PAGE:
"They were wrong in their strong declarations how Justice Barrett would rule," Grassley said.
Barrett voted with the majority in the 7-2 ruling against the ACA challenge.
Leahy refutes GOP criticisms of Jackson, says she would be an 'asset' to the Supreme Court
Sen. Patrick Leahy, D-Vt., a former chairman of the Judiciary Committee, said in his opening statement that Jackson's background would be an "asset" to the Supreme Court.
Leahy, who's retiring from Congress at the end of the year, said Jackson's nomination brings the U.S. "one step closer to having a Supreme Court that is more reflective of our nation." He said it's "one of diversity of race and gender, background education, and experience" that will "allow all Americans to look to their court and see in its justices a reflection of the American people."
"You are writing a new page in history of America," Leahy said to Jackson.
Leahy then refuted criticisms made by his GOP colleagues in recent days about the nominee.
"Judge Jackson is not anti-law enforcement. She hails from a law enforcement family," he said. "And no, she's not soft on crime. Her background as a federal public defender would bring an informed perspective, our criminal justice system to the Supreme Court."
He continued, "So I would say Judge Jackson's background is not a liability to the court, it's a much needed asset to the court."
Leahy brought up the Russian invasion of Ukraine toward the end of his statement.
"One need look no further than the chaos, the devastation and the humanity, inhumanity halfway around the world in Ukraine to know how precious our democracy is, to know how precious the legacy we have in our independent federal judiciary," he said.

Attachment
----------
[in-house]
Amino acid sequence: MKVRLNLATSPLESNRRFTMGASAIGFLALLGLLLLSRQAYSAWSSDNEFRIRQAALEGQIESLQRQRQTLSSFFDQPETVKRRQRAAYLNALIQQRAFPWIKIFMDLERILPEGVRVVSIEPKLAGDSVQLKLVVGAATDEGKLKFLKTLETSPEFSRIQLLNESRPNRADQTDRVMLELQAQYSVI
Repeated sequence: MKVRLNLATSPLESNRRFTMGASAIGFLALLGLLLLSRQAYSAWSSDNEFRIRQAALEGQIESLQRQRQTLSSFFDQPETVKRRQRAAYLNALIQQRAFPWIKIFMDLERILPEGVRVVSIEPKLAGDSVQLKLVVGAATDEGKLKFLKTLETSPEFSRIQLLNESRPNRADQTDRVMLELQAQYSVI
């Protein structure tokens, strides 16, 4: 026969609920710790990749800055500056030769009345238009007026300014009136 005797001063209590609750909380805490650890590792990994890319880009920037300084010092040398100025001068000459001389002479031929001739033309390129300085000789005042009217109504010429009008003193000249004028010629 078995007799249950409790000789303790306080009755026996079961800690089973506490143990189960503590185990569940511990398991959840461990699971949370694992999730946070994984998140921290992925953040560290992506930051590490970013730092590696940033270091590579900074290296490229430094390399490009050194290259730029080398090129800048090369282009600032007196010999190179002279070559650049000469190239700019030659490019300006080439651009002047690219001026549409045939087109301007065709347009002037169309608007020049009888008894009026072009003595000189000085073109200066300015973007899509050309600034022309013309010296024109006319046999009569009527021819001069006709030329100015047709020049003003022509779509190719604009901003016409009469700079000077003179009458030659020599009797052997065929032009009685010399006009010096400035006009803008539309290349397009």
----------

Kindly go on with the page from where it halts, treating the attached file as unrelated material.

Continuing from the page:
Grassley criticizes judges who impose policy preferences from the bench
Sen. Chuck Grassley, R-Iowa, the top Republican on the committee, said in his opening statement that Jackson's hearings are off to a positive start unlike the 2018 confirmation hearings for Brett Kavanaugh.
"Unlike the start to the Kavanaugh hearings, we didn't have repeated choreographed interruptions of Chairman Durbin during his opening statements, like Democrats interrupted me for more than an hour during my opening statement" in the Kavanaugh hearings, he said.
Grassley said lawmakers will ask Jackson questions about her "judicial philosophy" and won't turn the process into a "spectacle."
"We all know there's a difference of opinion about the role judges should play," he said. "Some of us believe the judges are supposed to interpret the law as it was understood when written, not make new law."
The GOP senator criticized the philosophy of "living constitutionalism" and said, "We depend on judges to interpret laws as we write them. If judges impose their own policy preferences from the bench, and essentially revise the laws we pass, it makes it harder for us to write good laws."
Judiciary Chair Durbin touts Jackson as an 'independent minded' judge